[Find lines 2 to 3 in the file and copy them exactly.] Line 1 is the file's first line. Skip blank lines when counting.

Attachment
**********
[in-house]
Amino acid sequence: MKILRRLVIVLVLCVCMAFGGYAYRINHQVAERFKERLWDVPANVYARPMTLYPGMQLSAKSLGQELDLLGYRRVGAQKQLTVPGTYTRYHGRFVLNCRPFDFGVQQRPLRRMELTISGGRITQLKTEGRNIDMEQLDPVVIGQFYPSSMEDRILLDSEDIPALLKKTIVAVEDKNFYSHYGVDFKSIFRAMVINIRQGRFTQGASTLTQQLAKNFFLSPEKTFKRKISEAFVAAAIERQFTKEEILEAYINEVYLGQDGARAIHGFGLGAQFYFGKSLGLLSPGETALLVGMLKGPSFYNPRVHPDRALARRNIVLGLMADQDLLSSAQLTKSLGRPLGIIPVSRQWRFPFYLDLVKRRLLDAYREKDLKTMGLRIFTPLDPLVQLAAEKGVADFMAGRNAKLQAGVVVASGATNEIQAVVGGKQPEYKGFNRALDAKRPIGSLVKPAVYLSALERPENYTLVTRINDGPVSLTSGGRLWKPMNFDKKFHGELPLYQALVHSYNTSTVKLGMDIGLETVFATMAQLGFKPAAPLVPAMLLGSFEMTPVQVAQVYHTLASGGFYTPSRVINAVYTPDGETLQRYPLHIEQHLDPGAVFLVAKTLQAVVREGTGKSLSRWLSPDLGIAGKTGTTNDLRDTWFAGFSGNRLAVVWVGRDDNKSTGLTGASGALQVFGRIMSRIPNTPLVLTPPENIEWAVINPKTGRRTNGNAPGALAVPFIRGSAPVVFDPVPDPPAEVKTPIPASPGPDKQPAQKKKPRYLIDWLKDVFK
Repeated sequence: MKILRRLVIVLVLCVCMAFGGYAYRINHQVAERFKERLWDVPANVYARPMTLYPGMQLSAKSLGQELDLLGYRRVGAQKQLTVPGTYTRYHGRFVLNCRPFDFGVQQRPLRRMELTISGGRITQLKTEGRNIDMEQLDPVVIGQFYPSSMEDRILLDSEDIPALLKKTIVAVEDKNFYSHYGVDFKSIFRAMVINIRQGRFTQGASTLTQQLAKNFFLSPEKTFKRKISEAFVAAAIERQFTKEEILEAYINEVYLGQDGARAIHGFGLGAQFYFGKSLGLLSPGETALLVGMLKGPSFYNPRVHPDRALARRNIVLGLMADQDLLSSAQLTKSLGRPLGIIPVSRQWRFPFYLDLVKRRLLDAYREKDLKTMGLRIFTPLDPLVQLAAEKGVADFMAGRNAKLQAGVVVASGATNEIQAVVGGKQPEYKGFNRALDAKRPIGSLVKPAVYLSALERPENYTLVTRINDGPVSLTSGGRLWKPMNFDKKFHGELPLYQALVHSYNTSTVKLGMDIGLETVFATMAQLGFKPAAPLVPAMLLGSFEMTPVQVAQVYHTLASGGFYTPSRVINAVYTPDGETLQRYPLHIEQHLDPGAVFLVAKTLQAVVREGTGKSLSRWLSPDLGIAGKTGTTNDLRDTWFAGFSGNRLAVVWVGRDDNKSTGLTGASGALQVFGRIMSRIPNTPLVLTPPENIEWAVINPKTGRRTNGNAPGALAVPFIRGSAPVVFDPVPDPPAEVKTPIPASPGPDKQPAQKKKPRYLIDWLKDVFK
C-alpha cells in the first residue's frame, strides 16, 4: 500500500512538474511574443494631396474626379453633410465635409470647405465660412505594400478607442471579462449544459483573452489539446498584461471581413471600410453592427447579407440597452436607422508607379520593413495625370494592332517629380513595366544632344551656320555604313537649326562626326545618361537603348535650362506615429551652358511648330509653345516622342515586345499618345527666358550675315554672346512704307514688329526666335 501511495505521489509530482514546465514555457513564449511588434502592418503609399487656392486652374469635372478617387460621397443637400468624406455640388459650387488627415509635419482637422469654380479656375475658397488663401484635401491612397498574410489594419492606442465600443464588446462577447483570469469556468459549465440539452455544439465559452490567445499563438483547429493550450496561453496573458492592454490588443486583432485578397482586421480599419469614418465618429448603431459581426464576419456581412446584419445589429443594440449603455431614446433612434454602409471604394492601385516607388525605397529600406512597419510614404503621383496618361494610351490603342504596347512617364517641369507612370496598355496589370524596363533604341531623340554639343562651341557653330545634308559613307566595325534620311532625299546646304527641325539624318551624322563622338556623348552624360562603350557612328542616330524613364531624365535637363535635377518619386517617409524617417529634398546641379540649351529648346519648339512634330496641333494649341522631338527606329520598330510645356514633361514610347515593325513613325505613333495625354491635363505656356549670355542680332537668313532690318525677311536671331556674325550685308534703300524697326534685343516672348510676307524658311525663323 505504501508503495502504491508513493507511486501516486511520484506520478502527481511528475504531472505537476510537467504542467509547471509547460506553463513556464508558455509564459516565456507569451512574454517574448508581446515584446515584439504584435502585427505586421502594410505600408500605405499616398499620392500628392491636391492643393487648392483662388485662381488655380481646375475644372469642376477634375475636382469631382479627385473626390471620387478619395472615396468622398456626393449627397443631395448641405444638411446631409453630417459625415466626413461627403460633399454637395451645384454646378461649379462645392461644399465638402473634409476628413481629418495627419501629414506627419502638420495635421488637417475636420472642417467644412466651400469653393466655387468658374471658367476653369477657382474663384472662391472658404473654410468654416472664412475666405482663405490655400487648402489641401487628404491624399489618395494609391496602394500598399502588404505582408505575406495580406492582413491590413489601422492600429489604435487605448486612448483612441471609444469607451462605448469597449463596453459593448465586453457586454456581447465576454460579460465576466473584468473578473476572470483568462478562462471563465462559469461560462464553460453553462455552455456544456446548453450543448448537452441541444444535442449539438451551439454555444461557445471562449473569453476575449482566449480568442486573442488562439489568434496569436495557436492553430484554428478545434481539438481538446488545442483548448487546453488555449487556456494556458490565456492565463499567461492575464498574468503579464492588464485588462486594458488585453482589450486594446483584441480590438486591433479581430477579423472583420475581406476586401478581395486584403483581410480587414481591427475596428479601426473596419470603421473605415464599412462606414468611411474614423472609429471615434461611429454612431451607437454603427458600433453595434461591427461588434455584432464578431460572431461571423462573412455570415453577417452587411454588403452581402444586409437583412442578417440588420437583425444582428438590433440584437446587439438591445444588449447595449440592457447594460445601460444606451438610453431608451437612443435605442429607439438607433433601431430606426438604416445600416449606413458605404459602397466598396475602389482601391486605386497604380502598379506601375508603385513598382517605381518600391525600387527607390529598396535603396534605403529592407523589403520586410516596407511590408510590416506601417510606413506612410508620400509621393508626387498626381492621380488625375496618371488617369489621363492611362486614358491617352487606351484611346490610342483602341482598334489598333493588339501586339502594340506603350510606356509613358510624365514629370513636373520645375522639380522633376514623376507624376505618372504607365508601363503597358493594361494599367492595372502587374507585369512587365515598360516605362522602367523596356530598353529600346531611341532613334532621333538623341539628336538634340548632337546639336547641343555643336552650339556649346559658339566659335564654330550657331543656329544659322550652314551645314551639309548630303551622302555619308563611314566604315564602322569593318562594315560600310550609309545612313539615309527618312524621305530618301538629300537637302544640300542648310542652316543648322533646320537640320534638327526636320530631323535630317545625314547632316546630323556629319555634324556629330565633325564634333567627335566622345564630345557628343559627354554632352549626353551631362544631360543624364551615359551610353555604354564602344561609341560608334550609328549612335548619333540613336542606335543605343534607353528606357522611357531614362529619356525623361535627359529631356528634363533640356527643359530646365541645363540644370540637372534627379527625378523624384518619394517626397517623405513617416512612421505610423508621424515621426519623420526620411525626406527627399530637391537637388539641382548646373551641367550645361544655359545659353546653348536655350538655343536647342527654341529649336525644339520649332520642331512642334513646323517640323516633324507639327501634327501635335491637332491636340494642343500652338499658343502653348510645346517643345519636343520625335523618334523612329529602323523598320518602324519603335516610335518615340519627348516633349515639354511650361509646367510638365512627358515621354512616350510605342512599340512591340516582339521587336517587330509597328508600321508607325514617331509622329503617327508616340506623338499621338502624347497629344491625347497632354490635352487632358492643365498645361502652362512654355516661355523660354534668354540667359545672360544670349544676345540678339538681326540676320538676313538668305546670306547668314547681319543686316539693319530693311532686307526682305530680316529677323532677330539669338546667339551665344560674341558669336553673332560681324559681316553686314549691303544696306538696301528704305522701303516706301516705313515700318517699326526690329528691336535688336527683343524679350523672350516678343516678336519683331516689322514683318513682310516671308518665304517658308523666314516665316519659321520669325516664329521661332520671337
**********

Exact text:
Amino acid sequence: MKILRRLVIVLVLCVCMAFGGYAYRINHQVAERFKERLWDVPANVYARPMTLYPGMQLSAKSLGQELDLLGYRRVGAQKQLTVPGTYTRYHGRFVLNCRPFDFGVQQRPLRRMELTISGGRITQLKTEGRNIDMEQLDPVVIGQFYPSSMEDRILLDSEDIPALLKKTIVAVEDKNFYSHYGVDFKSIFRAMVINIRQGRFTQGASTLTQQLAKNFFLSPEKTFKRKISEAFVAAAIERQFTKEEILEAYINEVYLGQDGARAIHGFGLGAQFYFGKSLGLLSPGETALLVGMLKGPSFYNPRVHPDRALARRNIVLGLMADQDLLSSAQLTKSLGRPLGIIPVSRQWRFPFYLDLVKRRLLDAYREKDLKTMGLRIFTPLDPLVQLAAEKGVADFMAGRNAKLQAGVVVASGATNEIQAVVGGKQPEYKGFNRALDAKRPIGSLVKPAVYLSALERPENYTLVTRINDGPVSLTSGGRLWKPMNFDKKFHGELPLYQALVHSYNTSTVKLGMDIGLETVFATMAQLGFKPAAPLVPAMLLGSFEMTPVQVAQVYHTLASGGFYTPSRVINAVYTPDGETLQRYPLHIEQHLDPGAVFLVAKTLQAVVREGTGKSLSRWLSPDLGIAGKTGTTNDLRDTWFAGFSGNRLAVVWVGRDDNKSTGLTGASGALQVFGRIMSRIPNTPLVLTPPENIEWAVINPKTGRRTNGNAPGALAVPFIRGSAPVVFDPVPDPPAEVKTPIPASPGPDKQPAQKKKPRYLIDWLKDVFK
Repeated sequence: MKILRRLVIVLVLCVCMAFGGYAYRINHQVAERFKERLWDVPANVYARPMTLYPGMQLSAKSLGQELDLLGYRRVGAQKQLTVPGTYTRYHGRFVLNCRPFDFGVQQRPLRRMELTISGGRITQLKTEGRNIDMEQLDPVVIGQFYPSSMEDRILLDSEDIPALLKKTIVAVEDKNFYSHYGVDFKSIFRAMVINIRQGRFTQGASTLTQQLAKNFFLSPEKTFKRKISEAFVAAAIERQFTKEEILEAYINEVYLGQDGARAIHGFGLGAQFYFGKSLGLLSPGETALLVGMLKGPSFYNPRVHPDRALARRNIVLGLMADQDLLSSAQLTKSLGRPLGIIPVSRQWRFPFYLDLVKRRLLDAYREKDLKTMGLRIFTPLDPLVQLAAEKGVADFMAGRNAKLQAGVVVASGATNEIQAVVGGKQPEYKGFNRALDAKRPIGSLVKPAVYLSALERPENYTLVTRINDGPVSLTSGGRLWKPMNFDKKFHGELPLYQALVHSYNTSTVKLGMDIGLETVFATMAQLGFKPAAPLVPAMLLGSFEMTPVQVAQVYHTLASGGFYTPSRVINAVYTPDGETLQRYPLHIEQHLDPGAVFLVAKTLQAVVREGTGKSLSRWLSPDLGIAGKTGTTNDLRDTWFAGFSGNRLAVVWVGRDDNKSTGLTGASGALQVFGRIMSRIPNTPLVLTPPENIEWAVINPKTGRRTNGNAPGALAVPFIRGSAPVVFDPVPDPPAEVKTPIPASPGPDKQPAQKKKPRYLIDWLKDVFK